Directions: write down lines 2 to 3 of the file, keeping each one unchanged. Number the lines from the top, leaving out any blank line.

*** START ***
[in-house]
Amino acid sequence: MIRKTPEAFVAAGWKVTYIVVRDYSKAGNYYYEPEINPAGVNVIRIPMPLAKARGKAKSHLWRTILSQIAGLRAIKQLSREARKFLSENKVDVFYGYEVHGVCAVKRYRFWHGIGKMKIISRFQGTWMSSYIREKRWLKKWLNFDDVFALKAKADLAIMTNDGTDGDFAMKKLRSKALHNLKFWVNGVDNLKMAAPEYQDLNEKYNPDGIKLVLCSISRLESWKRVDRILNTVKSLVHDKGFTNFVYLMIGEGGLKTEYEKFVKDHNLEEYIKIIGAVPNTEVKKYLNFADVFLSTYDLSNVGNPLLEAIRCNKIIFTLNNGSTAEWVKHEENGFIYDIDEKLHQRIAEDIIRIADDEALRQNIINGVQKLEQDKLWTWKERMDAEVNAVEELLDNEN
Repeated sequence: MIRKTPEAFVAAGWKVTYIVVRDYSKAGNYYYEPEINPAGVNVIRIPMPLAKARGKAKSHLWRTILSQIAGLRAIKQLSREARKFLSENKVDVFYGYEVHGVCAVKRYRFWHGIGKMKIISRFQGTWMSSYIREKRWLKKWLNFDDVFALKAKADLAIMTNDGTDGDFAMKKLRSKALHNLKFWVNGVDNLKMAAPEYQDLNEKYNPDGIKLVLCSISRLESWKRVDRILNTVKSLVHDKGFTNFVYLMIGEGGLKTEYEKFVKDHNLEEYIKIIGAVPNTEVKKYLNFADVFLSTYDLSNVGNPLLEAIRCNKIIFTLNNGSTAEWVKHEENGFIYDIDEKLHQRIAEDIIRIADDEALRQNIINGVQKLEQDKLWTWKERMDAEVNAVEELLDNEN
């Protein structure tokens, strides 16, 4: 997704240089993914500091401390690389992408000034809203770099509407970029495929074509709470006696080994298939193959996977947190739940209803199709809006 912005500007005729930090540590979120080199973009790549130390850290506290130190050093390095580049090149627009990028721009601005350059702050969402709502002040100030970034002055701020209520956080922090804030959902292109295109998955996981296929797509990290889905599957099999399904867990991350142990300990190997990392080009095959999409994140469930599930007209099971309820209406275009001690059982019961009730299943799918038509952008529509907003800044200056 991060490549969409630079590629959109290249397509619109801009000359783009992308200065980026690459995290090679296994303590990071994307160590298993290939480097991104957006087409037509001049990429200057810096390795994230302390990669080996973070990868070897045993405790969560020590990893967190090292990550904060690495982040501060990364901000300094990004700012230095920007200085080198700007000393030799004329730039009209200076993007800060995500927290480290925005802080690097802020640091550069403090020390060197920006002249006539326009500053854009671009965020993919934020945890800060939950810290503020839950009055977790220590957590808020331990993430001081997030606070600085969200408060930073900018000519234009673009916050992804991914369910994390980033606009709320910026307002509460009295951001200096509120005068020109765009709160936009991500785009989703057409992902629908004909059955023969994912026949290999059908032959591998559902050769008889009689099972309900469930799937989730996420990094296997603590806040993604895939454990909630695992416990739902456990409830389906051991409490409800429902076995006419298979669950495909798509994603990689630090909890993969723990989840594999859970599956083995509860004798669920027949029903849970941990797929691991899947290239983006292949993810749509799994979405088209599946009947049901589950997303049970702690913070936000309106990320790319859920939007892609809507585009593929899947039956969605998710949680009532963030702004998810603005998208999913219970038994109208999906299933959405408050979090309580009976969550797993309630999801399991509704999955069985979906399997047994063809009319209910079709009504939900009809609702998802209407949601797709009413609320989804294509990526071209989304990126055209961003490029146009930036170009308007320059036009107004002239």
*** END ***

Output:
Amino acid sequence: MIRKTPEAFVAAGWKVTYIVVRDYSKAGNYYYEPEINPAGVNVIRIPMPLAKARGKAKSHLWRTILSQIAGLRAIKQLSREARKFLSENKVDVFYGYEVHGVCAVKRYRFWHGIGKMKIISRFQGTWMSSYIREKRWLKKWLNFDDVFALKAKADLAIMTNDGTDGDFAMKKLRSKALHNLKFWVNGVDNLKMAAPEYQDLNEKYNPDGIKLVLCSISRLESWKRVDRILNTVKSLVHDKGFTNFVYLMIGEGGLKTEYEKFVKDHNLEEYIKIIGAVPNTEVKKYLNFADVFLSTYDLSNVGNPLLEAIRCNKIIFTLNNGSTAEWVKHEENGFIYDIDEKLHQRIAEDIIRIADDEALRQNIINGVQKLEQDKLWTWKERMDAEVNAVEELLDNEN
Repeated sequence: MIRKTPEAFVAAGWKVTYIVVRDYSKAGNYYYEPEINPAGVNVIRIPMPLAKARGKAKSHLWRTILSQIAGLRAIKQLSREARKFLSENKVDVFYGYEVHGVCAVKRYRFWHGIGKMKIISRFQGTWMSSYIREKRWLKKWLNFDDVFALKAKADLAIMTNDGTDGDFAMKKLRSKALHNLKFWVNGVDNLKMAAPEYQDLNEKYNPDGIKLVLCSISRLESWKRVDRILNTVKSLVHDKGFTNFVYLMIGEGGLKTEYEKFVKDHNLEEYIKIIGAVPNTEVKKYLNFADVFLSTYDLSNVGNPLLEAIRCNKIIFTLNNGSTAEWVKHEENGFIYDIDEKLHQRIAEDIIRIADDEALRQNIINGVQKLEQDKLWTWKERMDAEVNAVEELLDNEN